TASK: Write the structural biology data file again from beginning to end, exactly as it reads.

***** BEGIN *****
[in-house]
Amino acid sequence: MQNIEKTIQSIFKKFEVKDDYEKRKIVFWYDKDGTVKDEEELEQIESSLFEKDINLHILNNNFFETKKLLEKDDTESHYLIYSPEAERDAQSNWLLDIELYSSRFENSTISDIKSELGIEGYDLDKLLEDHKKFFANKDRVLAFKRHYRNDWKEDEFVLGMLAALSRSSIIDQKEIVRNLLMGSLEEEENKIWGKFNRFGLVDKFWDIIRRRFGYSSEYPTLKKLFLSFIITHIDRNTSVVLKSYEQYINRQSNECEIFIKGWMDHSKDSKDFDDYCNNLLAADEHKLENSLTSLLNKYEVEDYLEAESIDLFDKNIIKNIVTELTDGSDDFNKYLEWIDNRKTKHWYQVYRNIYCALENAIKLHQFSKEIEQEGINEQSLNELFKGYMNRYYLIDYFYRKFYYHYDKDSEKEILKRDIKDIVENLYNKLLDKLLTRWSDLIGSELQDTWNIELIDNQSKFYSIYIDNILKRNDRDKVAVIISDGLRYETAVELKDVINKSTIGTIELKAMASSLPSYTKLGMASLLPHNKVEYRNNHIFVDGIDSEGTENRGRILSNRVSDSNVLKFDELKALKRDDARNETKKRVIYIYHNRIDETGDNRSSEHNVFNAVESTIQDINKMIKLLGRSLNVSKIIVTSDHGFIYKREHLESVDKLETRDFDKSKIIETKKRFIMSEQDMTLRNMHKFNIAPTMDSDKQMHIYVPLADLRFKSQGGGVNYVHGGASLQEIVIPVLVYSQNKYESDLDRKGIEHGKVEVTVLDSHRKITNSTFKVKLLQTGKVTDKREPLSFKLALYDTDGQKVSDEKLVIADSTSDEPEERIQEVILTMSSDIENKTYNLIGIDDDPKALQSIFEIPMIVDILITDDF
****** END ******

[in-house]
Amino acid sequence: MQNIEKTIQSIFKKFEVKDDYEKRKIVFWYDKDGTVKDEEELEQIESSLFEKDINLHILNNNFFETKKLLEKDDTESHYLIYSPEAERDAQSNWLLDIELYSSRFENSTISDIKSELGIEGYDLDKLLEDHKKFFANKDRVLAFKRHYRNDWKEDEFVLGMLAALSRSSIIDQKEIVRNLLMGSLEEEENKIWGKFNRFGLVDKFWDIIRRRFGYSSEYPTLKKLFLSFIITHIDRNTSVVLKSYEQYINRQSNECEIFIKGWMDHSKDSKDFDDYCNNLLAADEHKLENSLTSLLNKYEVEDYLEAESIDLFDKNIIKNIVTELTDGSDDFNKYLEWIDNRKTKHWYQVYRNIYCALENAIKLHQFSKEIEQEGINEQSLNELFKGYMNRYYLIDYFYRKFYYHYDKDSEKEILKRDIKDIVENLYNKLLDKLLTRWSDLIGSELQDTWNIELIDNQSKFYSIYIDNILKRNDRDKVAVIISDGLRYETAVELKDVINKSTIGTIELKAMASSLPSYTKLGMASLLPHNKVEYRNNHIFVDGIDSEGTENRGRILSNRVSDSNVLKFDELKALKRDDARNETKKRVIYIYHNRIDETGDNRSSEHNVFNAVESTIQDINKMIKLLGRSLNVSKIIVTSDHGFIYKREHLESVDKLETRDFDKSKIIETKKRFIMSEQDMTLRNMHKFNIAPTMDSDKQMHIYVPLADLRFKSQGGGVNYVHGGASLQEIVIPVLVYSQNKYESDLDRKGIEHGKVEVTVLDSHRKITNSTFKVKLLQTGKVTDKREPLSFKLALYDTDGQKVSDEKLVIADSTSDEPEERIQEVILTMSSDIENKTYNLIGIDDDPKALQSIFEIPMIVDILITDDF